Housing primates in naturalistic groups provides social benefits relative to solitary housing. However, food intake may vary across individuals, possibly resulting in overweight and underweight individuals. Information on relative adiposity (the amount of fat tissue...

Pacing behaviour, the most frequent stereotypic behaviour displayed by laboratory rhesus macaques (Macaca mulatta) is often used as an indicator of stress. In this study, we investigated how reliable this welfare indicator is at detecting...

OBJECTIVE To determine long-term outcome for rhesus macaques (Macaca mulatta) with endometriosis that underwent surgical treatment and identify factors potentially associated with long-term outcome. DESIGN Retrospective case series. ANIMALS 11 female rhesus macaques. PROCEDURES Medical...

Activity budget comparisons between groups or individuals in the wild and those in captivity are commonly used to determine the range of wild-type behaviors that nonhuman animals in captivity perform. These comparisons are conducted with...

Salivary alpha-amylase (sAA) enzyme functions as a digestive enzyme in many species that consume starch in their diet. Human studies have also revealed that sAA enzyme activity levels are positively correlated with the release of...

Previous research has repeatedly shown both personality and psychological stress to predict gastrointestinal disorders and chronic diarrhea in humans. The goal of the present research was to evaluate the role of personality, as well as...

For humans and for non-human primates heart rate is a reliable indicator of an individual’s current physiological state, with applications ranging from health checks to experimental studies of cognitive and emotional state. In humans, changes...

Introductions of new males into captive primate groups are often necessary to prevent inbreeding, but also bear high social risks. To minimize these risks, it is crucial to understand the social behaviour accompanying male introductions...

Completely updated and revised, and with a new author team, this second edition of Farm Animal Behaviour continues to provide essential information on normal and stereotypic behaviors in a wide variety of farm animals to...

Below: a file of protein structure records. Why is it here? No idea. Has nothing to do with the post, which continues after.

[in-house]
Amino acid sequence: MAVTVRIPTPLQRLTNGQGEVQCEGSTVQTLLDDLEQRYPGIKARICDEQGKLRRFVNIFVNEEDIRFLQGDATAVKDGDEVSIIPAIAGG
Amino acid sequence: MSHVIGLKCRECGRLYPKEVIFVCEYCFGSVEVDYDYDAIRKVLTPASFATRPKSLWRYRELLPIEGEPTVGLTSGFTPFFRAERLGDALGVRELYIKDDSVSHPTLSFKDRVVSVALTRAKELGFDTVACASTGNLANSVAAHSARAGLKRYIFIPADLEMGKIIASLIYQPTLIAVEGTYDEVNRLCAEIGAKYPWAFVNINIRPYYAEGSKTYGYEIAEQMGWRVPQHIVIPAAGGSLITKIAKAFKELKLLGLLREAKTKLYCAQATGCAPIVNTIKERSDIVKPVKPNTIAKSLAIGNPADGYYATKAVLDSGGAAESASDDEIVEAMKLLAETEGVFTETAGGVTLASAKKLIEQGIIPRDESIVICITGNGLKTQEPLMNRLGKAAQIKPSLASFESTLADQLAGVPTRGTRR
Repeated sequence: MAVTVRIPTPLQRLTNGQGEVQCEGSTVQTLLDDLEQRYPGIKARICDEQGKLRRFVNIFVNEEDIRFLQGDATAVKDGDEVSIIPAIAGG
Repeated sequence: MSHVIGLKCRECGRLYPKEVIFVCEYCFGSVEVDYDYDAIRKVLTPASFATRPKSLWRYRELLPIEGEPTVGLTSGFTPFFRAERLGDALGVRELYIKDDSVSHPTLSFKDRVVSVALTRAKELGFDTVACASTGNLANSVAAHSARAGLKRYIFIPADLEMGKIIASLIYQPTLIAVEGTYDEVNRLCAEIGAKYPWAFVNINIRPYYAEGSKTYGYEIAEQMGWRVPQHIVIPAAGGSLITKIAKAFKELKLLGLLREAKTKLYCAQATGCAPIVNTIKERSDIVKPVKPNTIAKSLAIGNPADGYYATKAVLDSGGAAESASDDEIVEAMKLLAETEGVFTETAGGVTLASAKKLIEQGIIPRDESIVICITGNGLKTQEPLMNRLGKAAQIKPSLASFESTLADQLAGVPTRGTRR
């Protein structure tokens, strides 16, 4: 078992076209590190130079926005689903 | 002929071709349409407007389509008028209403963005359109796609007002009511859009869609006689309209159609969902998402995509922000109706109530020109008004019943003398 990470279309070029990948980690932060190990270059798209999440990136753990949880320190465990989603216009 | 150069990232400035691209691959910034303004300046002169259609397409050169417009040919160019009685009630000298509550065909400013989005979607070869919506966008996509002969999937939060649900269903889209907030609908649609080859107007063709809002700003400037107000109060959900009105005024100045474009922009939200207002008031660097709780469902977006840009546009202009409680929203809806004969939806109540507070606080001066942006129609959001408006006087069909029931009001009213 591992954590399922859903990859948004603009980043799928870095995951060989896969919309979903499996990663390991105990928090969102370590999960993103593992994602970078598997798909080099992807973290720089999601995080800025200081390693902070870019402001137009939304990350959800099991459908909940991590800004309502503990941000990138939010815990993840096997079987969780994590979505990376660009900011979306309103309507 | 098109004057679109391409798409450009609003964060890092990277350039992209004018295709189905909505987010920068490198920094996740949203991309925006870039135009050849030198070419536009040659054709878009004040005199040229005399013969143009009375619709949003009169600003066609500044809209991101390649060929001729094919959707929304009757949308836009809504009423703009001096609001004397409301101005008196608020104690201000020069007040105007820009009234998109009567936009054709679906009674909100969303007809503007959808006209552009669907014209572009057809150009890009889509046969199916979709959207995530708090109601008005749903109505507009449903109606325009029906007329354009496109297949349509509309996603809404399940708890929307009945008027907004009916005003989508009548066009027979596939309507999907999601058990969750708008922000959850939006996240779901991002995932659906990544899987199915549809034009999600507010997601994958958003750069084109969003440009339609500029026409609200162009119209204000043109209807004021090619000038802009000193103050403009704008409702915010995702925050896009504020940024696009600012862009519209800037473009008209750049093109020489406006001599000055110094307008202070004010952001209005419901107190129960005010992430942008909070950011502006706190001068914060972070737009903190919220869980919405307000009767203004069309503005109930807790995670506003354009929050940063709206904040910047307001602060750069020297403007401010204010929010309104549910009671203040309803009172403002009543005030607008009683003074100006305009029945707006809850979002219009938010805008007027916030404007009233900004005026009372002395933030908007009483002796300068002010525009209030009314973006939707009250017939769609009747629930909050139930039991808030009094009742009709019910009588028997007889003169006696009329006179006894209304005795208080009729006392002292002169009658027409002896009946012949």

There are two commonly used methods for calculating primates’ personality dimensions, behavioral assessments and surveys, which can be used separately or in conjunction. However, these methods have limitations. Behavioral assessments, such as the novel object...

The RSPCA/UFAW Rodent (and now Rabbit) Welfare Group held a one-day meeting on 14 November 2017 in Weybridge, UK. The first session addressed meeting animals' needs and aiming for a 'good life', with the needs...

Facial thermography has enabled researchers to noninvasively and continuously measure the changes of a range of emotional states in humans. The present work used this novel technology to study the effect of positive and negative...

Social instability in primate groups has been used as a model to understand how social stress affects human populations. While it is well established that individual cercopithecines have different temperaments or personalities, little is known...

Because tetanus can cause significant morbidity and mortality in NHP, colonywide vaccination with tetanus toxoid is recommended for outdoor breeding colonies of rhesus macaques, with primary immunizations commonly given to infants at 6 mo of...

Providing social housing for adult male macaques can be challenging. One successful strategy for long-term social housing of adult male macaques is to pair them with adult females; however, unwanted breeding must be prevented by...